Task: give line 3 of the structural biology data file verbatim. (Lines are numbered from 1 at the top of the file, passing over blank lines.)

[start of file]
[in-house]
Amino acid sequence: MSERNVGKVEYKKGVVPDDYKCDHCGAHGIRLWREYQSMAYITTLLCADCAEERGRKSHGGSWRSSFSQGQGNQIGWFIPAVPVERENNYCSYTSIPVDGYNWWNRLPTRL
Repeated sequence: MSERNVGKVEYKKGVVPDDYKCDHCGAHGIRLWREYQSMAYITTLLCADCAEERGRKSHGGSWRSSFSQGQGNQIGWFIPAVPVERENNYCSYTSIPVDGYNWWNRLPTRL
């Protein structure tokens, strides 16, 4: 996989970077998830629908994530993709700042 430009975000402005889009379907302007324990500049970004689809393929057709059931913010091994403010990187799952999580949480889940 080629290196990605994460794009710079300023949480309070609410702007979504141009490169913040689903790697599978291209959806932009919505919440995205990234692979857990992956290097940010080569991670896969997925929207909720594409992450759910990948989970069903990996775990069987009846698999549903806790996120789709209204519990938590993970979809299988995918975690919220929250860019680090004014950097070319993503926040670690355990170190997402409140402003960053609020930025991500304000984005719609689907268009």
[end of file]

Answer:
Repeated sequence: MSERNVGKVEYKKGVVPDDYKCDHCGAHGIRLWREYQSMAYITTLLCADCAEERGRKSHGGSWRSSFSQGQGNQIGWFIPAVPVERENNYCSYTSIPVDGYNWWNRLPTRL